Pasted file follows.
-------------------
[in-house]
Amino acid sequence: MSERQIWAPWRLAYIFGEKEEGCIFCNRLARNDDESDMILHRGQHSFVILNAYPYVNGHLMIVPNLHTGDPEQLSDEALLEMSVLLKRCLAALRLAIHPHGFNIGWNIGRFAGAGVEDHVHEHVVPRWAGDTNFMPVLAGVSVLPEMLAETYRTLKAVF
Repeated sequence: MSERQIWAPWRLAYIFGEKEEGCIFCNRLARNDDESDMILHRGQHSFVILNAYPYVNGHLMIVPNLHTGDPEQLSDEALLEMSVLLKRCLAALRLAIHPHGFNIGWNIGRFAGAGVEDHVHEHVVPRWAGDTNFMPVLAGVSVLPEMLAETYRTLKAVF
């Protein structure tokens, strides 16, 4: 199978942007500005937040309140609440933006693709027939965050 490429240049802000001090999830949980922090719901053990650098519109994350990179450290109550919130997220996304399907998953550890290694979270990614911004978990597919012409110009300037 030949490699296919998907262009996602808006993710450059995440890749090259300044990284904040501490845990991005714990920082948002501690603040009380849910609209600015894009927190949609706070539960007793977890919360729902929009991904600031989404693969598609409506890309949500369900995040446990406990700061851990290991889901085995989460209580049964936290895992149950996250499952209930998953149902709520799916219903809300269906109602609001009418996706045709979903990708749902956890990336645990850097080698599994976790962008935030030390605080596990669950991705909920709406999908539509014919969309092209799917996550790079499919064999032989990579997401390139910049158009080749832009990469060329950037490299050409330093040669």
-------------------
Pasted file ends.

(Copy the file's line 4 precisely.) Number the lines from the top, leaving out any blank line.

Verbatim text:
């Protein structure tokens, strides 16, 4: 199978942007500005937040309140609440933006693709027939965050 490429240049802000001090999830949980922090719901053990650098519109994350990179450290109550919130997220996304399907998953550890290694979270990614911004978990597919012409110009300037 030949490699296919998907262009996602808006993710450059995440890749090259300044990284904040501490845990991005714990920082948002501690603040009380849910609209600015894009927190949609706070539960007793977890919360729902929009991904600031989404693969598609409506890309949500369900995040446990406990700061851990290991889901085995989460209580049964936290895992149950996250499952209930998953149902709520799916219903809300269906109602609001009418996706045709979903990708749902956890990336645990850097080698599994976790962008935030030390605080596990669950991705909920709406999908539509014919969309092209799917996550790079499919064999032989990579997401390139910049158009080749832009990469060329950037490299050409330093040669």